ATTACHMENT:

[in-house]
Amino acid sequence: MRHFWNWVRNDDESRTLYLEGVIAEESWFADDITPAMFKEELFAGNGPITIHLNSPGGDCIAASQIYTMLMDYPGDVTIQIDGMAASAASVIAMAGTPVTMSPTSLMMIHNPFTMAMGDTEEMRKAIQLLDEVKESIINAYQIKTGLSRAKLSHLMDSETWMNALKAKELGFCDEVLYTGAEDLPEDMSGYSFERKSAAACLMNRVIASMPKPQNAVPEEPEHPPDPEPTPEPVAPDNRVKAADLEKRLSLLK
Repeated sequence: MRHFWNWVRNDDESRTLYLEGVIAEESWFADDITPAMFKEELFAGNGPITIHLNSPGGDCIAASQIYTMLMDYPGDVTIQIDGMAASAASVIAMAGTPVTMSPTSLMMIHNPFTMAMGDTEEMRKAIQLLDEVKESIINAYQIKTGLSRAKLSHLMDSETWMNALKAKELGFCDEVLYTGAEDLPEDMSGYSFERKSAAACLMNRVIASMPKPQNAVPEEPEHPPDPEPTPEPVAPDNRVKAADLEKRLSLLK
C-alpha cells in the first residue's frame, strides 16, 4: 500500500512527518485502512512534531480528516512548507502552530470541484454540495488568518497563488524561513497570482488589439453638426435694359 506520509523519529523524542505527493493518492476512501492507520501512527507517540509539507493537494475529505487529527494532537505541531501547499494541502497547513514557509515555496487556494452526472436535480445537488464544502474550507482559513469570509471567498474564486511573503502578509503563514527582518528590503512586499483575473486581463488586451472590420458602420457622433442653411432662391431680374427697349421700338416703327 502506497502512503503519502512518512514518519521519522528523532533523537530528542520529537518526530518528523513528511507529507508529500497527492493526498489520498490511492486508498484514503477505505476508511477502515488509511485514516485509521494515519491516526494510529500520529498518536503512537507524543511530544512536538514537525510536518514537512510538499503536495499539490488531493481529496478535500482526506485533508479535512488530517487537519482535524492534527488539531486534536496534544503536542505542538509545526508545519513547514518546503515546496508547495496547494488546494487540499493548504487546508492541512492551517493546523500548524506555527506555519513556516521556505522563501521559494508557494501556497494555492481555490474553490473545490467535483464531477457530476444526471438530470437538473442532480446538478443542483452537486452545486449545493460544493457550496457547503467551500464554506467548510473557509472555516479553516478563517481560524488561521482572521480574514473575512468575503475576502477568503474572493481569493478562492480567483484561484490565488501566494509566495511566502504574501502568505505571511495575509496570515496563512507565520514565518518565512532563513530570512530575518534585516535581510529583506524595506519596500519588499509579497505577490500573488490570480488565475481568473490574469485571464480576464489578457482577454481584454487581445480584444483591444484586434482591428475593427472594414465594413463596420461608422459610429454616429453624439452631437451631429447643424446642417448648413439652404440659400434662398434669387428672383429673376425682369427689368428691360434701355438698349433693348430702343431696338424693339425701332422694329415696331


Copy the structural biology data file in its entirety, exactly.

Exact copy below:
[in-house]
Amino acid sequence: MRHFWNWVRNDDESRTLYLEGVIAEESWFADDITPAMFKEELFAGNGPITIHLNSPGGDCIAASQIYTMLMDYPGDVTIQIDGMAASAASVIAMAGTPVTMSPTSLMMIHNPFTMAMGDTEEMRKAIQLLDEVKESIINAYQIKTGLSRAKLSHLMDSETWMNALKAKELGFCDEVLYTGAEDLPEDMSGYSFERKSAAACLMNRVIASMPKPQNAVPEEPEHPPDPEPTPEPVAPDNRVKAADLEKRLSLLK
Repeated sequence: MRHFWNWVRNDDESRTLYLEGVIAEESWFADDITPAMFKEELFAGNGPITIHLNSPGGDCIAASQIYTMLMDYPGDVTIQIDGMAASAASVIAMAGTPVTMSPTSLMMIHNPFTMAMGDTEEMRKAIQLLDEVKESIINAYQIKTGLSRAKLSHLMDSETWMNALKAKELGFCDEVLYTGAEDLPEDMSGYSFERKSAAACLMNRVIASMPKPQNAVPEEPEHPPDPEPTPEPVAPDNRVKAADLEKRLSLLK
C-alpha cells in the first residue's frame, strides 16, 4: 500500500512527518485502512512534531480528516512548507502552530470541484454540495488568518497563488524561513497570482488589439453638426435694359 506520509523519529523524542505527493493518492476512501492507520501512527507517540509539507493537494475529505487529527494532537505541531501547499494541502497547513514557509515555496487556494452526472436535480445537488464544502474550507482559513469570509471567498474564486511573503502578509503563514527582518528590503512586499483575473486581463488586451472590420458602420457622433442653411432662391431680374427697349421700338416703327 502506497502512503503519502512518512514518519521519522528523532533523537530528542520529537518526530518528523513528511507529507508529500497527492493526498489520498490511492486508498484514503477505505476508511477502515488509511485514516485509521494515519491516526494510529500520529498518536503512537507524543511530544512536538514537525510536518514537512510538499503536495499539490488531493481529496478535500482526506485533508479535512488530517487537519482535524492534527488539531486534536496534544503536542505542538509545526508545519513547514518546503515546496508547495496547494488546494487540499493548504487546508492541512492551517493546523500548524506555527506555519513556516521556505522563501521559494508557494501556497494555492481555490474553490473545490467535483464531477457530476444526471438530470437538473442532480446538478443542483452537486452545486449545493460544493457550496457547503467551500464554506467548510473557509472555516479553516478563517481560524488561521482572521480574514473575512468575503475576502477568503474572493481569493478562492480567483484561484490565488501566494509566495511566502504574501502568505505571511495575509496570515496563512507565520514565518518565512532563513530570512530575518534585516535581510529583506524595506519596500519588499509579497505577490500573488490570480488565475481568473490574469485571464480576464489578457482577454481584454487581445480584444483591444484586434482591428475593427472594414465594413463596420461608422459610429454616429453624439452631437451631429447643424446642417448648413439652404440659400434662398434669387428672383429673376425682369427689368428691360434701355438698349433693348430702343431696338424693339425701332422694329415696331